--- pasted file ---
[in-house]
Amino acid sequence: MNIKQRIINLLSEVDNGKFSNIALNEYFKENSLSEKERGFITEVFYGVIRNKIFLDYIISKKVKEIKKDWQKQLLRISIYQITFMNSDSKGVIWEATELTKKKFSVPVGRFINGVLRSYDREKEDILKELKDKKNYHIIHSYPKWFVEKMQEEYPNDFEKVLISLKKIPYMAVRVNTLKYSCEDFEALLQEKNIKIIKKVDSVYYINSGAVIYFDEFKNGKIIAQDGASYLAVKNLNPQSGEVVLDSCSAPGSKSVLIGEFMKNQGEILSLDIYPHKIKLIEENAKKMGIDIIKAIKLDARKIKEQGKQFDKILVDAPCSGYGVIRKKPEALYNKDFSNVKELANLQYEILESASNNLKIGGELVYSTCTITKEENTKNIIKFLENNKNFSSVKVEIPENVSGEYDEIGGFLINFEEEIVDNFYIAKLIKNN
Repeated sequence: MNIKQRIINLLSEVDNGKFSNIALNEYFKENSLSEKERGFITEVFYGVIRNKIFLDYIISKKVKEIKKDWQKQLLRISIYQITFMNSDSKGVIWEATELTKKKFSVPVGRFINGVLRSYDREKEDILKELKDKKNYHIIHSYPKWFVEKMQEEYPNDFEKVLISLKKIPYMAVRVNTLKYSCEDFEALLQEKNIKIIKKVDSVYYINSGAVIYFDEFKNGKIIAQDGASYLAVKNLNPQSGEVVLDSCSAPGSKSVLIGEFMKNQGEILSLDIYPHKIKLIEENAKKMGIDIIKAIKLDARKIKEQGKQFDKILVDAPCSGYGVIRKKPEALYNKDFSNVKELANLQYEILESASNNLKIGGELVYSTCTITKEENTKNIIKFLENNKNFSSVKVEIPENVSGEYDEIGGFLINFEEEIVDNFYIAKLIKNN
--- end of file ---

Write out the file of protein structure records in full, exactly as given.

[in-house]
Amino acid sequence: MNIKQRIINLLSEVDNGKFSNIALNEYFKENSLSEKERGFITEVFYGVIRNKIFLDYIISKKVKEIKKDWQKQLLRISIYQITFMNSDSKGVIWEATELTKKKFSVPVGRFINGVLRSYDREKEDILKELKDKKNYHIIHSYPKWFVEKMQEEYPNDFEKVLISLKKIPYMAVRVNTLKYSCEDFEALLQEKNIKIIKKVDSVYYINSGAVIYFDEFKNGKIIAQDGASYLAVKNLNPQSGEVVLDSCSAPGSKSVLIGEFMKNQGEILSLDIYPHKIKLIEENAKKMGIDIIKAIKLDARKIKEQGKQFDKILVDAPCSGYGVIRKKPEALYNKDFSNVKELANLQYEILESASNNLKIGGELVYSTCTITKEENTKNIIKFLENNKNFSSVKVEIPENVSGEYDEIGGFLINFEEEIVDNFYIAKLIKNN
Repeated sequence: MNIKQRIINLLSEVDNGKFSNIALNEYFKENSLSEKERGFITEVFYGVIRNKIFLDYIISKKVKEIKKDWQKQLLRISIYQITFMNSDSKGVIWEATELTKKKFSVPVGRFINGVLRSYDREKEDILKELKDKKNYHIIHSYPKWFVEKMQEEYPNDFEKVLISLKKIPYMAVRVNTLKYSCEDFEALLQEKNIKIIKKVDSVYYINSGAVIYFDEFKNGKIIAQDGASYLAVKNLNPQSGEVVLDSCSAPGSKSVLIGEFMKNQGEILSLDIYPHKIKLIEENAKKMGIDIIKAIKLDARKIKEQGKQFDKILVDAPCSGYGVIRKKPEALYNKDFSNVKELANLQYEILESASNNLKIGGELVYSTCTITKEENTKNIIKFLENNKNFSSVKVEIPENVSGEYDEIGGFLINFEEEIVDNFYIAKLIKNN